Having sold The Cumaean Sibyl to another buyer, Guercino did not just paint a copy for Locatelli. Instead, he painted The Samian Sibyl with a Putto, an altogether different figure and composition. Sibyls were popular subjects in the Renaissance and Baroques eras. Michelangelo (1475-1564), for example, alternated prophets and sibyls on the ceiling of the Sistine Chapel, a prototype for many artists, not least the Bolognese Zampieri, known as Domenichino (1581-1641) whose archetypes deeply influenced Guercino’s representations. The Samian Sibyl, so called after the Greek island of Samos, and an oracle of Apollo, rests her head in her left hand as she reads in rapt concentration. An open volume on the desk reveals lines of an elegant script, demonstrating Guercino’s attention to detail in the still-life aspects of the painting.
The fine frame around The Samian Sibyl with a Putto was designed by James ’Athenian’ Stuart in the mid 18th century and matches that of its former pendant, King David.
The third sibyl in the display is Libyan Sibyl (1651), lent by His Majesty The King from the Royal Collection, one of a pair painted for Ippolito Cattani of Bologna. Here, Guercino depicts the sibyl who prophesied the coming of Christ to the Gentiles. She is usually shown holding a lighted torch, but in Guercino’s painting he identifies her by the inscription on the book.
Pippa Shirley, Director of Waddesdon says:
We are so excited to be able to display this group of paintings in a first for Guercino at Waddesdon and to put a new acquisition on display also for the first time. Without doubt, the most significant addition the Rothschild Foundation has made to the collections since Jean-Siméon Chardin’s Boy building a house of cards in 2008, the arrival of Moses felt irresistible because it appeared just as we were planning this exhibition, with the great painting of King David at its heart. Bringing the two together with the group of sibyls creates an incredibly rich context of contrast and comparison, allowing us an insight into the arc of Guercino’s extraordinary career. The sibyls in particular are emblematic of his work, as he returned to the subject of these mysterious and powerful female seers again and again. I hope that they will create the same fascination for our visitors because the way in which all of these paintings embody ideas of faith and foresight, power and prophesy and how the past relates to the future is as relevant to us now as it was in the uncertain 17th-century world. We are immensely grateful to the National Gallery and His Majesty the King and the Royal Collection for so generously enabling this potent encounter.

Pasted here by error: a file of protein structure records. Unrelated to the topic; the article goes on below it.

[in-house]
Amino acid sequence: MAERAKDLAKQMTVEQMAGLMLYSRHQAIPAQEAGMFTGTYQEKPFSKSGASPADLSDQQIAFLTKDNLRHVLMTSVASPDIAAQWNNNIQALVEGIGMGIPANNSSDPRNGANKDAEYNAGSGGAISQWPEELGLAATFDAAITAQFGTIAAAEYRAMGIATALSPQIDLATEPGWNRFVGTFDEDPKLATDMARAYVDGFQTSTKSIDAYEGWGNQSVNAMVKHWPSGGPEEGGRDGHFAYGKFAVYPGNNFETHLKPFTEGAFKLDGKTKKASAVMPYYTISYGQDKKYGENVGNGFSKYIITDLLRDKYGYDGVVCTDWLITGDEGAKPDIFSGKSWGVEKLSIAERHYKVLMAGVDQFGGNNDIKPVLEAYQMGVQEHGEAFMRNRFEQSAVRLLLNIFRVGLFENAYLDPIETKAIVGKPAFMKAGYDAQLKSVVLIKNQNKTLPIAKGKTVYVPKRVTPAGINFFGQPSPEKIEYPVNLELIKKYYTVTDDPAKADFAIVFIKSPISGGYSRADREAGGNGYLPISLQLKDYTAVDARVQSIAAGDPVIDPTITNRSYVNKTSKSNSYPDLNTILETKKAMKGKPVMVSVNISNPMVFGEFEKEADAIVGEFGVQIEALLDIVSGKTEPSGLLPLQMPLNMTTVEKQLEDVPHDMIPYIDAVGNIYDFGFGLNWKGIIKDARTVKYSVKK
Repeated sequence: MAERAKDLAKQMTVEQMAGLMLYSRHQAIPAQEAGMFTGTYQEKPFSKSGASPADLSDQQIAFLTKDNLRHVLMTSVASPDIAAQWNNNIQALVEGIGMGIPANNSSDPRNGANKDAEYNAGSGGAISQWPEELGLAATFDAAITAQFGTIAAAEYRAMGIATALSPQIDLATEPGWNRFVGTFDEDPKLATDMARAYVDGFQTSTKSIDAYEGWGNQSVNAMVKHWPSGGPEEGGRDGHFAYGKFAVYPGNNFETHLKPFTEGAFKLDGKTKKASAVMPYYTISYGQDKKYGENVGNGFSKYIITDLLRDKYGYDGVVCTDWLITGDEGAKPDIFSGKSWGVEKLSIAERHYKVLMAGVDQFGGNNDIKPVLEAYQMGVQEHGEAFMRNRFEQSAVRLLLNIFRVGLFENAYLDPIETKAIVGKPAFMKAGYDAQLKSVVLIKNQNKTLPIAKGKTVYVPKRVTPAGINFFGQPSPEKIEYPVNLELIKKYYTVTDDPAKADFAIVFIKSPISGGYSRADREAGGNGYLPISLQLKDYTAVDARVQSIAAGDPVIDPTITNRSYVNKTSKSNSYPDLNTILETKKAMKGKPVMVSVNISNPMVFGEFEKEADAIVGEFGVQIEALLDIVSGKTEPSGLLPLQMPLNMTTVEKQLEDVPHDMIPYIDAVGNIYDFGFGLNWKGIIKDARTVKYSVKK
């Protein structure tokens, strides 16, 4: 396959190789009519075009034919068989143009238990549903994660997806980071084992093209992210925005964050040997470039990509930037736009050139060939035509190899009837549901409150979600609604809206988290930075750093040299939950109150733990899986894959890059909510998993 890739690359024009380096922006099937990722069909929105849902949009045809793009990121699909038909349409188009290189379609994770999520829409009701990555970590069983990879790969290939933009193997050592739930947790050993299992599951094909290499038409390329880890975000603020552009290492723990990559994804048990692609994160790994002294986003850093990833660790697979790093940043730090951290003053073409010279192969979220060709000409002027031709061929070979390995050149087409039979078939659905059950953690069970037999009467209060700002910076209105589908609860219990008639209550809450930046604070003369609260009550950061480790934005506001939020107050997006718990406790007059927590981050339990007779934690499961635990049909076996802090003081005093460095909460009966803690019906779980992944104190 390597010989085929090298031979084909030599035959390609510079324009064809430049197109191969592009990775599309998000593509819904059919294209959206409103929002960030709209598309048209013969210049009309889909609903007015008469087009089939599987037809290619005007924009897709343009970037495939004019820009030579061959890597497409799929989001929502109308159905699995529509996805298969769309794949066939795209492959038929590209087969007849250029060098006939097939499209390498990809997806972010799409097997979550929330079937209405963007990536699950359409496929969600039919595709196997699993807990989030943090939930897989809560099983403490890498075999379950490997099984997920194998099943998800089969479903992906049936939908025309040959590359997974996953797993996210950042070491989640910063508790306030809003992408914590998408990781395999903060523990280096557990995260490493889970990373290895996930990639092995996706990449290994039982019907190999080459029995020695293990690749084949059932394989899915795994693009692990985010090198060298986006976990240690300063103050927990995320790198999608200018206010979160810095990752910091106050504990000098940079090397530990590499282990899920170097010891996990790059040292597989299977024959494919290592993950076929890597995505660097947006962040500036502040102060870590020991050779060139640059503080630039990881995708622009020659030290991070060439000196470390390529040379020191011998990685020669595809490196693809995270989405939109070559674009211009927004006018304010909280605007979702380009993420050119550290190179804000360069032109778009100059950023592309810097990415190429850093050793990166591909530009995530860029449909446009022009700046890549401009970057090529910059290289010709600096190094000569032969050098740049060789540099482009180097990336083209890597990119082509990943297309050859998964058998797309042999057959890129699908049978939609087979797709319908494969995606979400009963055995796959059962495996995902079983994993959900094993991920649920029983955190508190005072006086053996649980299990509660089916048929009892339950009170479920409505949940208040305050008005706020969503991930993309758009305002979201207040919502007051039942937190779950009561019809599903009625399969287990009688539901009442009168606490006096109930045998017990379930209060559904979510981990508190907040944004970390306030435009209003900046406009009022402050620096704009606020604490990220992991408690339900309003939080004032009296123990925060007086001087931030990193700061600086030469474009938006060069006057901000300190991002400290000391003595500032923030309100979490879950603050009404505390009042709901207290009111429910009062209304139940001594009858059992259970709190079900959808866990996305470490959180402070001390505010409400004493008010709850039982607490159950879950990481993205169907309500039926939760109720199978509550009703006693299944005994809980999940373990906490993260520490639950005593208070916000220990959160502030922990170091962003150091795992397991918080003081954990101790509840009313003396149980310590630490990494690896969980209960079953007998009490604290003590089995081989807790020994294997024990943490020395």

Guercino at Waddesdon: King David and the Wise Women will open on 20th March and run until October. waddesdon.org.uk/type/art-architecture/
Waddesdon Manor was built at the end of the 19th century by Baron Ferdinand de Rothschild in the style of a French early 16th-century château. Baron Ferdinand was an inspired collector, and the house was designed to showcase his exceptional collection of French 18th-century furniture, Sèvres porcelain, English portraits and other decorative arts. When Ferdinand died in 1898, he left Waddesdon to his sister, Alice, who also was a great collector. Upon her death, the house passed to her great-nephew, James de Rothschild, who inherited a substantial part of his father Baron Edmond’s great collection. In 1957, in order to ensure its future in perpetuity, Waddesdon was bequeathed to the National Trust. The Rothschild family continues to run Waddesdon through a family charitable trust under the chairmanship of Lord Rothschild. waddesdon.org.uk